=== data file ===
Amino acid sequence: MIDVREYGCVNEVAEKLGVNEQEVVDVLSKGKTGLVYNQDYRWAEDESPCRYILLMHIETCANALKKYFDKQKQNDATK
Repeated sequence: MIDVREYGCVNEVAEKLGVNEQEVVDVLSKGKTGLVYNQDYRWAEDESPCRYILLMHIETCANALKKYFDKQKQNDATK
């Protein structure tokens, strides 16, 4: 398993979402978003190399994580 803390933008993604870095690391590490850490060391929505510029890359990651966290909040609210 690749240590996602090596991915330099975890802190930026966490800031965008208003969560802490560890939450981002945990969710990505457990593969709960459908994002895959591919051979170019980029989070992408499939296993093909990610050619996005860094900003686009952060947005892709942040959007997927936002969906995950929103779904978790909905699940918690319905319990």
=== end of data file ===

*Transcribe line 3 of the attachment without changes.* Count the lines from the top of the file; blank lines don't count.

């Protein structure tokens, strides 16, 4: 398993979402978003190399994580 803390933008993604870095690391590490850490060391929505510029890359990651966290909040609210 690749240590996602090596991915330099975890802190930026966490800031965008208003969560802490560890939450981002945990969710990505457990593969709960459908994002895959591919051979170019980029989070992408499939296993093909990610050619996005860094900003686009952060947005892709942040959007997927936002969906995950929103779904978790909905699940918690319905319990």